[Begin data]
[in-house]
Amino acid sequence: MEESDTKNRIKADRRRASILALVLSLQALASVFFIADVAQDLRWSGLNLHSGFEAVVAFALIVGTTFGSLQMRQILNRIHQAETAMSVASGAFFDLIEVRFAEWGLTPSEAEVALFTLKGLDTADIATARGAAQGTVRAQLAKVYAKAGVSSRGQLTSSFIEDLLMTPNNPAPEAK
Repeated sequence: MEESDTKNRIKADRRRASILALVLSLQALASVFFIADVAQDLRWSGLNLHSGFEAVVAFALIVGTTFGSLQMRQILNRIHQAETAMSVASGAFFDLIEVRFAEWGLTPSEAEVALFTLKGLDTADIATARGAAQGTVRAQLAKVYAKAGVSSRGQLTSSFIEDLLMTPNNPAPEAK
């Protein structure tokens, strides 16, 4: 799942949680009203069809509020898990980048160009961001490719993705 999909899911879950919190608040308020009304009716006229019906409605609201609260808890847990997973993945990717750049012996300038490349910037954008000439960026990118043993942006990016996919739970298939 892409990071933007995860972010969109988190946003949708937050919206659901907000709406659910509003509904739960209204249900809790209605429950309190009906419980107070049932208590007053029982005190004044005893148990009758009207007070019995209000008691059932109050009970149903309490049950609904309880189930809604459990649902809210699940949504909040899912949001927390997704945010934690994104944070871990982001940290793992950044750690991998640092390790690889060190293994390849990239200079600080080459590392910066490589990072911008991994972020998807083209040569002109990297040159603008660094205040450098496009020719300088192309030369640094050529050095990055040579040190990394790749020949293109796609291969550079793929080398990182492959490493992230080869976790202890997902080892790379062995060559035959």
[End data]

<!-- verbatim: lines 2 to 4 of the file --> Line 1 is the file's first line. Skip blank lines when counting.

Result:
Amino acid sequence: MEESDTKNRIKADRRRASILALVLSLQALASVFFIADVAQDLRWSGLNLHSGFEAVVAFALIVGTTFGSLQMRQILNRIHQAETAMSVASGAFFDLIEVRFAEWGLTPSEAEVALFTLKGLDTADIATARGAAQGTVRAQLAKVYAKAGVSSRGQLTSSFIEDLLMTPNNPAPEAK
Repeated sequence: MEESDTKNRIKADRRRASILALVLSLQALASVFFIADVAQDLRWSGLNLHSGFEAVVAFALIVGTTFGSLQMRQILNRIHQAETAMSVASGAFFDLIEVRFAEWGLTPSEAEVALFTLKGLDTADIATARGAAQGTVRAQLAKVYAKAGVSSRGQLTSSFIEDLLMTPNNPAPEAK
């Protein structure tokens, strides 16, 4: 799942949680009203069809509020898990980048160009961001490719993705 999909899911879950919190608040308020009304009716006229019906409605609201609260808890847990997973993945990717750049012996300038490349910037954008000439960026990118043993942006990016996919739970298939 892409990071933007995860972010969109988190946003949708937050919206659901907000709406659910509003509904739960209204249900809790209605429950309190009906419980107070049932208590007053029982005190004044005893148990009758009207007070019995209000008691059932109050009970149903309490049950609904309880189930809604459990649902809210699940949504909040899912949001927390997704945010934690994104944070871990982001940290793992950044750690991998640092390790690889060190293994390849990239200079600080080459590392910066490589990072911008991994972020998807083209040569002109990297040159603008660094205040450098496009020719300088192309030369640094050529050095990055040579040190990394790749020949293109796609291969550079793929080398990182492959490493992230080869976790202890997902080892790379062995060559035959």